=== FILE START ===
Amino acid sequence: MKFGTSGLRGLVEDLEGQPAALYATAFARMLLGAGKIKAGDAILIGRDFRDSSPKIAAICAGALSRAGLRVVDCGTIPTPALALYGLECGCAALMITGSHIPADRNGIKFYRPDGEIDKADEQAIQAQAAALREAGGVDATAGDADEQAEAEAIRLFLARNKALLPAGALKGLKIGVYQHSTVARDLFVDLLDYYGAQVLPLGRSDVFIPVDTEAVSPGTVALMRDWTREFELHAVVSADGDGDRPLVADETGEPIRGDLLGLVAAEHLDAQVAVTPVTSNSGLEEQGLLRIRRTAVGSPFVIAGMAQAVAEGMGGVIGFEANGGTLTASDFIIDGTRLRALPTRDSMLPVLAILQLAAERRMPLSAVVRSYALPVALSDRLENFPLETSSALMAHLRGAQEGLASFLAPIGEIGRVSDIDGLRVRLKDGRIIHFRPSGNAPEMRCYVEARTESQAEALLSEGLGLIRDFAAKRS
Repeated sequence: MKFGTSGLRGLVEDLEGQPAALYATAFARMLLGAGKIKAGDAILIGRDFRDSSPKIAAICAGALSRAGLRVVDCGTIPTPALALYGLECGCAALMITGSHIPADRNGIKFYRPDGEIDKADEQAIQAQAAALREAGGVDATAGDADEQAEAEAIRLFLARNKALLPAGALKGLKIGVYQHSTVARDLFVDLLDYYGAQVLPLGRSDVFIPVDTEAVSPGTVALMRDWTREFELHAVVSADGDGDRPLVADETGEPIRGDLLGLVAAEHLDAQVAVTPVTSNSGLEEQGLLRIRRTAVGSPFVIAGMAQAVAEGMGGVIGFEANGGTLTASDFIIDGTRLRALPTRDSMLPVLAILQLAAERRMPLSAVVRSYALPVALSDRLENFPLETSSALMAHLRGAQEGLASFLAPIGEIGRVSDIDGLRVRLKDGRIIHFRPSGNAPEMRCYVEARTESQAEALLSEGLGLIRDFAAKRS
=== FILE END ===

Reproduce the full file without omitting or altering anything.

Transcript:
Amino acid sequence: MKFGTSGLRGLVEDLEGQPAALYATAFARMLLGAGKIKAGDAILIGRDFRDSSPKIAAICAGALSRAGLRVVDCGTIPTPALALYGLECGCAALMITGSHIPADRNGIKFYRPDGEIDKADEQAIQAQAAALREAGGVDATAGDADEQAEAEAIRLFLARNKALLPAGALKGLKIGVYQHSTVARDLFVDLLDYYGAQVLPLGRSDVFIPVDTEAVSPGTVALMRDWTREFELHAVVSADGDGDRPLVADETGEPIRGDLLGLVAAEHLDAQVAVTPVTSNSGLEEQGLLRIRRTAVGSPFVIAGMAQAVAEGMGGVIGFEANGGTLTASDFIIDGTRLRALPTRDSMLPVLAILQLAAERRMPLSAVVRSYALPVALSDRLENFPLETSSALMAHLRGAQEGLASFLAPIGEIGRVSDIDGLRVRLKDGRIIHFRPSGNAPEMRCYVEARTESQAEALLSEGLGLIRDFAAKRS
Repeated sequence: MKFGTSGLRGLVEDLEGQPAALYATAFARMLLGAGKIKAGDAILIGRDFRDSSPKIAAICAGALSRAGLRVVDCGTIPTPALALYGLECGCAALMITGSHIPADRNGIKFYRPDGEIDKADEQAIQAQAAALREAGGVDATAGDADEQAEAEAIRLFLARNKALLPAGALKGLKIGVYQHSTVARDLFVDLLDYYGAQVLPLGRSDVFIPVDTEAVSPGTVALMRDWTREFELHAVVSADGDGDRPLVADETGEPIRGDLLGLVAAEHLDAQVAVTPVTSNSGLEEQGLLRIRRTAVGSPFVIAGMAQAVAEGMGGVIGFEANGGTLTASDFIIDGTRLRALPTRDSMLPVLAILQLAAERRMPLSAVVRSYALPVALSDRLENFPLETSSALMAHLRGAQEGLASFLAPIGEIGRVSDIDGLRVRLKDGRIIHFRPSGNAPEMRCYVEARTESQAEALLSEGLGLIRDFAAKRS